(08-10-2017, 12:32 AM)quiescence at last Wrote: yes. so, as SR says - the EPAP is increased to correct as much as possible the OA, and the EPR is increased to help correct the hypopnea.  

so, my action if this were my data is -
keep EPR at either 2 or 3 to battle the hypopnea, and have the EPAP minimum pressure to about 13. so, my minimum pressure would be 13 plus EPR.
>  Option 1: with EPR set at 2, the min pressure would be 15.
>  Option 2: with EPR set at 3, the min pressure would be 16.
In either case, I would put max pressure at 20, but see how it works out (tempted to set my max pressure as min pressure plus 2. so pressure 15-17 or 16-18.)

good luck with your adjustments.

QAL

Hi quiescence

Have a look at my charts for last night and then have a look at my charts from when i had the EPR set higher. My Hypoapnea score is lower now than when my EPR was higher. What do you think , as my numbers have fallen again I'm tempted not to mess with the settings and spoil it.

My biggest issue now is mask leak! it's not mask leak from how I've got it on but more from when i sleep on my side as the mask gets slightly dislodged and causes the leaks. As soon as i move to turn over it stops!

Regards

Buck



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#68
RE: Newbie looking for help/opinions please!
I think it's important to understand how EPR works on a Resmed Autoset, and the difference between an Autoset and a bilevel machine.

On a bilevel, EPAP (exhalation positive airway pressure) is the pressure the machine provides when you're exhaling. This is what splints your airway against collapse. As you breathe in, the machine adds additional pressure, called pressure support (PS) to achieve IPAP (inhalation PAP). Note that PS is added to EPAP to achieve IPAP.

These terms are not really applicable to CPAP or APAP. The machine provides a pressure, which is just called "pressure". If you have EPR set, when the machine detects that you're starting to exhale, it reduces pressure by the amount of EPR. It is actually the reverse of pressure support on a bilevel machine. As the name suggests - exhalation pressure relief - EPR lowers the pressure. This is equivalent to lowering your EPAP (exhalation positive airway pressure). So if you need a certain EPAP to overcome obstructive events, increasing EPR will actually lower the EPAP below the required level and your obstructives - and obstructive hypopneas - will go up. (EPR does not "fight" hypopneas).

In an earlier post you mentioned problems with your eyes. Some of the full face masks will leak up the side of your nose, blowing air into your eyes. This can be irritating and - if carried to extremes - can cause a severe irritation called "dry eye". I've had this occur with both the Quattro Air and Simplus. To overcome it I take some fabric (pyjama fabric works well) and fold it into a strip about 100mm long by 25mm wide and 3 or 4 layers thick. I lay that over the bridge of my nose and drape it down, then carefully fit the mask so that it sits on the fabric. It's easier to do than it sounds. This forms a fairly efficient seal, stops your eyes getting irritated and also avoids the mask rubbing on your nose and causing a pressure sore. The size and number of layers will vary depending on the shape of your nose.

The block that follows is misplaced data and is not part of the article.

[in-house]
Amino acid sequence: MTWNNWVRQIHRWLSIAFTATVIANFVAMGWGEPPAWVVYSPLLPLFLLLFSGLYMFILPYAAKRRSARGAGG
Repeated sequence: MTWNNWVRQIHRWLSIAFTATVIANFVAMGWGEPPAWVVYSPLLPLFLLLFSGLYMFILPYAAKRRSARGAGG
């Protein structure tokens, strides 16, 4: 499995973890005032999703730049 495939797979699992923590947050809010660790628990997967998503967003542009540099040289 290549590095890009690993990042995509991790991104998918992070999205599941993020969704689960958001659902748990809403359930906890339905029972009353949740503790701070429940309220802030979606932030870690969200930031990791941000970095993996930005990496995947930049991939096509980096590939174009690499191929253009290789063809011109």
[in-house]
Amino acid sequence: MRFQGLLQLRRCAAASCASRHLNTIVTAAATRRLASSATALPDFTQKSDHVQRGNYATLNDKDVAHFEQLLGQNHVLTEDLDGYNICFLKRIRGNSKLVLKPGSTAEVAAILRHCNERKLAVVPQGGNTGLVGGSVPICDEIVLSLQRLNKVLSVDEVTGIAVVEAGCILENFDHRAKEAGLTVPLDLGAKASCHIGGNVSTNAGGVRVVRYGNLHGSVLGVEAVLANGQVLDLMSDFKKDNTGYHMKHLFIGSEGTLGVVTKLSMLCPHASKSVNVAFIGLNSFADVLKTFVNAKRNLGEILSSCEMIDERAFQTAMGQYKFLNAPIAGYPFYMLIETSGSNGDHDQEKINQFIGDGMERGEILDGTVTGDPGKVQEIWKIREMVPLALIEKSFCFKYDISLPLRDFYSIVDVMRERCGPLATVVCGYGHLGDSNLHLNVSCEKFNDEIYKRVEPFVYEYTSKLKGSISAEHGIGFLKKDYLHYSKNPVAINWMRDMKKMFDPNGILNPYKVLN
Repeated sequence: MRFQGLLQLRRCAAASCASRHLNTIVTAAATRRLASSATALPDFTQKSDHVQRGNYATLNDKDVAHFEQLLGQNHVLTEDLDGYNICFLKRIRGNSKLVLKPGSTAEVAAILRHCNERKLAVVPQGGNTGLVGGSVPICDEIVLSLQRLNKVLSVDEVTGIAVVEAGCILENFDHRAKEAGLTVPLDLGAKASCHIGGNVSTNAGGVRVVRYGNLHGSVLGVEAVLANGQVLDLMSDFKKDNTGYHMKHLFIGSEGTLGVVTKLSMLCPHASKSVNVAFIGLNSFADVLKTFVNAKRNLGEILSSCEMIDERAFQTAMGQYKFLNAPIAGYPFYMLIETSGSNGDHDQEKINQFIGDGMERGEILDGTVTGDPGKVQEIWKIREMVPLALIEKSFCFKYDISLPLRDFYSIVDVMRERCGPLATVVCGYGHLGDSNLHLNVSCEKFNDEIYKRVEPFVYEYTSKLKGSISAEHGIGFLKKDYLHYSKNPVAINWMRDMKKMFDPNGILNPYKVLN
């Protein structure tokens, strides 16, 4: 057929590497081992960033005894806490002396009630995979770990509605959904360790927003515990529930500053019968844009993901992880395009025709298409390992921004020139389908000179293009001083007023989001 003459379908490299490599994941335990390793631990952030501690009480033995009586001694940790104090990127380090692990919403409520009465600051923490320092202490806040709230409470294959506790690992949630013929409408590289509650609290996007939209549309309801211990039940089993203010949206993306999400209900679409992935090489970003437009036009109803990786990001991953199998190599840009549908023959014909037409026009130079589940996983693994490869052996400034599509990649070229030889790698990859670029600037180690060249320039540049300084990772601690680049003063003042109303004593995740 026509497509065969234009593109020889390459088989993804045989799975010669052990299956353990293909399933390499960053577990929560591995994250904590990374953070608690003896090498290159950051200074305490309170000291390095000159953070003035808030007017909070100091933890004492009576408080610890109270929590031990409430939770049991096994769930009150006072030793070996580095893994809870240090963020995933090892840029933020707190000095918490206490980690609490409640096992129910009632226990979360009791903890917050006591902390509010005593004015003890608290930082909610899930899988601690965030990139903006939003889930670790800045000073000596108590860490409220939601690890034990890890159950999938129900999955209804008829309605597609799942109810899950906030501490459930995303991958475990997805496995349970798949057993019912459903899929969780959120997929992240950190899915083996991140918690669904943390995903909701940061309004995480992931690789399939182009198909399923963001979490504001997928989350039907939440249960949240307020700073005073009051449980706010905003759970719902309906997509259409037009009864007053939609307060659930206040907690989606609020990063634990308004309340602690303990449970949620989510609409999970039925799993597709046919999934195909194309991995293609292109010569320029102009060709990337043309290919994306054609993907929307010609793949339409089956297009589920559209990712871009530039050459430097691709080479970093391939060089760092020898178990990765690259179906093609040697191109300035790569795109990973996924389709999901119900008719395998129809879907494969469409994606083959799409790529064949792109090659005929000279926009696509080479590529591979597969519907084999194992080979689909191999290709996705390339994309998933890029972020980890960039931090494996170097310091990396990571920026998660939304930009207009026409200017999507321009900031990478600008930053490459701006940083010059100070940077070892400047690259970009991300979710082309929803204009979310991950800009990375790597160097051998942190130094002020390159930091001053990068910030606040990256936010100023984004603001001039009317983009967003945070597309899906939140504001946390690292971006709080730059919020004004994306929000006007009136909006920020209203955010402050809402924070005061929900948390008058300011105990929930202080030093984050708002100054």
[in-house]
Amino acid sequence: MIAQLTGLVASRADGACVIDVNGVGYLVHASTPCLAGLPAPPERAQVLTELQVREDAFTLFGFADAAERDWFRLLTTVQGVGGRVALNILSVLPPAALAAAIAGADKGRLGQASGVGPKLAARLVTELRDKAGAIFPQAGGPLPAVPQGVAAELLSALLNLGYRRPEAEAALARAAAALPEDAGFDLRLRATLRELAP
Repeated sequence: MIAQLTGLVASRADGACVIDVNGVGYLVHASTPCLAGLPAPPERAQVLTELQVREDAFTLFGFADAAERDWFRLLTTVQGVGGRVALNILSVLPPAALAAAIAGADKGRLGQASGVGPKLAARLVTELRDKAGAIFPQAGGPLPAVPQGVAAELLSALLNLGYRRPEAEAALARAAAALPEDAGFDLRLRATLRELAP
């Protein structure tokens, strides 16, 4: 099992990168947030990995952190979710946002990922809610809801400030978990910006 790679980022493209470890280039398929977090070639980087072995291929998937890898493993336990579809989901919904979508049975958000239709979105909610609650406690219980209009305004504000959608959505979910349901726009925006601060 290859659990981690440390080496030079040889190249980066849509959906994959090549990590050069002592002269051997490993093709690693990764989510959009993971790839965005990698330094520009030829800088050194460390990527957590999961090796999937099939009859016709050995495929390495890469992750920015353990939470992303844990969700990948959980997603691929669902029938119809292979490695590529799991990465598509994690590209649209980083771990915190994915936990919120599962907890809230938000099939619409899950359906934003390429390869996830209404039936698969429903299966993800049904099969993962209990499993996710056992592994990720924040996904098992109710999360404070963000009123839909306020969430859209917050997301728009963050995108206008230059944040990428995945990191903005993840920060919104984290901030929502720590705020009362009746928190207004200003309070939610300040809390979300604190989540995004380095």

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#69
RE: Newbie looking for help/opinions please!
(08-10-2017, 04:14 AM)DeepBreathing Wrote: I think it's important to understand how EPR works on a Resmed Autoset, and the difference between an Autoset and a bilevel machine.

On a bilevel, EPAP (exhalation positive airway pressure) is the pressure the machine provides when you're exhaling. This is what splints your airway against collapse. As you breathe in, the machine adds additional pressure, called pressure support (PS) to achieve IPAP (inhalation PAP). Note that PS is added to EPAP to achieve IPAP.

These terms are not really applicable to CPAP or APAP. The machine provides a pressure, which is just called "pressure".  If you have EPR set, when the machine detects that you're starting to exhale, it reduces pressure by the amount of EPR. It is actually the reverse of pressure support on a bilevel machine. As the name suggests - exhalation pressure relief - EPR lowers the pressure. This is equivalent to lowering your EPAP (exhalation positive airway pressure). So if you need a certain EPAP to overcome obstructive events, increasing EPR will actually lower the EPAP below the required level and your obstructives - and obstructive hypopneas - will go up. (EPR does not "fight" hypopneas).

In an earlier post you mentioned problems with your eyes. Some of the full face masks will leak up the side of your nose, blowing air into your eyes. This can be irritating and - if carried to extremes - can cause a severe irritation called "dry eye". I've had this occur with both the Quattro Air and Simplus.  To overcome it I take some fabric (pyjama fabric works well) and fold it into a strip about 100mm long by 25mm wide and 3 or 4 layers thick. I lay that over the bridge of my nose and drape it down, then carefully fit the mask so that it sits on the fabric. It's easier to do than it sounds. This forms a fairly efficient seal, stops your eyes getting irritated and also avoids the mask rubbing on your nose and causing a pressure sore. The size and number of layers will vary depending on the shape of your nose.


Hi Deepbreathing

Thanks for the detailed response and advice. Talking of pressure sore's, i have one that has just appeared on one side of my nose. It's red but not sore as yet! I will try the material strip thing and was also thinking of adapting my head position on my pillow. I'm still trying to sleep with the mask on the same way as without when you really sink your head fully into the pillow. Last nights leak stats were the worst in a while so i need to revisit mask fit/position/tighness etc to get it right.

I'm happy with my overall score which is still going down , but I'm thinking now of switching off EPR tonight as its set on 1 at the mo. I think i will leave everything else alone and see what transpires!

On another point i heard somewhere that everybody actually get apnea's every hour , so if thats true i'm not that far off being at normal levels all be it aided by a machine.

Regards

Buck
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#70
RE: Newbie looking for help/opinions please!
A "normal" AHI is 5 or less. In other words, if you did a sleep study, and you scored 5 or less, then that would be considered normal and no treatment would be required.